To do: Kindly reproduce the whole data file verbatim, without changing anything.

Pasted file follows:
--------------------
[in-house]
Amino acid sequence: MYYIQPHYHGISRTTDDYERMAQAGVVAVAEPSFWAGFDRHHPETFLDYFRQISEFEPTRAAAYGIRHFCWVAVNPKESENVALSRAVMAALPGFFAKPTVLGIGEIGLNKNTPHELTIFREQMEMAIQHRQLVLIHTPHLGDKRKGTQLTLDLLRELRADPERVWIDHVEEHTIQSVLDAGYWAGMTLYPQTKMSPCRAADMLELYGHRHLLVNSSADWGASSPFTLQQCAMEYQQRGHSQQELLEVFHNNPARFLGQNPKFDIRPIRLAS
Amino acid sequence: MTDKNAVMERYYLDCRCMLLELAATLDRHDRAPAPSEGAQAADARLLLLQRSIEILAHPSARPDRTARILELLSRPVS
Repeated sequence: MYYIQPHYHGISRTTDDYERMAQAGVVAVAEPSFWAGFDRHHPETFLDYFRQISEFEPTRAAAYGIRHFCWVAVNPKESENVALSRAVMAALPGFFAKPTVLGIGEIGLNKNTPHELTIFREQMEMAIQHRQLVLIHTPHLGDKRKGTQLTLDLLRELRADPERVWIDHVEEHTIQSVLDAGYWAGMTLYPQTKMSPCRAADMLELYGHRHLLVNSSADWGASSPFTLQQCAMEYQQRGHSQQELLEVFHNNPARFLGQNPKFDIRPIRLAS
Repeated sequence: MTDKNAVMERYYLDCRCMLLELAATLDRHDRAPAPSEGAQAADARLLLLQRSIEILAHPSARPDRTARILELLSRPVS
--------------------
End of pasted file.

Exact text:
[in-house]
Amino acid sequence: MYYIQPHYHGISRTTDDYERMAQAGVVAVAEPSFWAGFDRHHPETFLDYFRQISEFEPTRAAAYGIRHFCWVAVNPKESENVALSRAVMAALPGFFAKPTVLGIGEIGLNKNTPHELTIFREQMEMAIQHRQLVLIHTPHLGDKRKGTQLTLDLLRELRADPERVWIDHVEEHTIQSVLDAGYWAGMTLYPQTKMSPCRAADMLELYGHRHLLVNSSADWGASSPFTLQQCAMEYQQRGHSQQELLEVFHNNPARFLGQNPKFDIRPIRLAS
Amino acid sequence: MTDKNAVMERYYLDCRCMLLELAATLDRHDRAPAPSEGAQAADARLLLLQRSIEILAHPSARPDRTARILELLSRPVS
Repeated sequence: MYYIQPHYHGISRTTDDYERMAQAGVVAVAEPSFWAGFDRHHPETFLDYFRQISEFEPTRAAAYGIRHFCWVAVNPKESENVALSRAVMAALPGFFAKPTVLGIGEIGLNKNTPHELTIFREQMEMAIQHRQLVLIHTPHLGDKRKGTQLTLDLLRELRADPERVWIDHVEEHTIQSVLDAGYWAGMTLYPQTKMSPCRAADMLELYGHRHLLVNSSADWGASSPFTLQQCAMEYQQRGHSQQELLEVFHNNPARFLGQNPKFDIRPIRLAS
Repeated sequence: MTDKNAVMERYYLDCRCMLLELAATLDRHDRAPAPSEGAQAADARLLLLQRSIEILAHPSARPDRTARILELLSRPVS